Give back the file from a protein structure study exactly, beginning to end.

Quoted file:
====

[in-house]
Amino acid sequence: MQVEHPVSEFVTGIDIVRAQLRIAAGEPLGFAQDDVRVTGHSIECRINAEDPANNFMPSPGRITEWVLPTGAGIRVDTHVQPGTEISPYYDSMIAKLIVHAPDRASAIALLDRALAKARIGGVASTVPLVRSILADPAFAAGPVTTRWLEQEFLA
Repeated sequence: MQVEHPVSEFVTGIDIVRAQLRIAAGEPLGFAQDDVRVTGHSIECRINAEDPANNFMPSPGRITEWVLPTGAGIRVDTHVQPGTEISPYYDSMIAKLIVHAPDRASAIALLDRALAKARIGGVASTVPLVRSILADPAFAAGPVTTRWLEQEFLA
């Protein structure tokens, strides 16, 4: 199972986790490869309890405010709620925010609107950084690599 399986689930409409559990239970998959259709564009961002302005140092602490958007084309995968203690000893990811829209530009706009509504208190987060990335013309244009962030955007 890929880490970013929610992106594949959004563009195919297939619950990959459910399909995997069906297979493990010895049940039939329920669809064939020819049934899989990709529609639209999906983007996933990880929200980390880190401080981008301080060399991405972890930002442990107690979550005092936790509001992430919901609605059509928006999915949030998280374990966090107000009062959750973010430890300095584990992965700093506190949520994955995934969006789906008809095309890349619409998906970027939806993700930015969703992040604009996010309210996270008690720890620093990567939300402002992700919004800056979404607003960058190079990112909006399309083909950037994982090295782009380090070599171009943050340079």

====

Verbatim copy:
[in-house]
Amino acid sequence: MQVEHPVSEFVTGIDIVRAQLRIAAGEPLGFAQDDVRVTGHSIECRINAEDPANNFMPSPGRITEWVLPTGAGIRVDTHVQPGTEISPYYDSMIAKLIVHAPDRASAIALLDRALAKARIGGVASTVPLVRSILADPAFAAGPVTTRWLEQEFLA
Repeated sequence: MQVEHPVSEFVTGIDIVRAQLRIAAGEPLGFAQDDVRVTGHSIECRINAEDPANNFMPSPGRITEWVLPTGAGIRVDTHVQPGTEISPYYDSMIAKLIVHAPDRASAIALLDRALAKARIGGVASTVPLVRSILADPAFAAGPVTTRWLEQEFLA
């Protein structure tokens, strides 16, 4: 199972986790490869309890405010709620925010609107950084690599 399986689930409409559990239970998959259709564009961002302005140092602490958007084309995968203690000893990811829209530009706009509504208190987060990335013309244009962030955007 890929880490970013929610992106594949959004563009195919297939619950990959459910399909995997069906297979493990010895049940039939329920669809064939020819049934899989990709529609639209999906983007996933990880929200980390880190401080981008301080060399991405972890930002442990107690979550005092936790509001992430919901609605059509928006999915949030998280374990966090107000009062959750973010430890300095584990992965700093506190949520994955995934969006789906008809095309890349619409998906970027939806993700930015969703992040604009996010309210996270008690720890620093990567939300402002992700919004800056979404607003960058190079990112909006399309083909950037994982090295782009380090070599171009943050340079």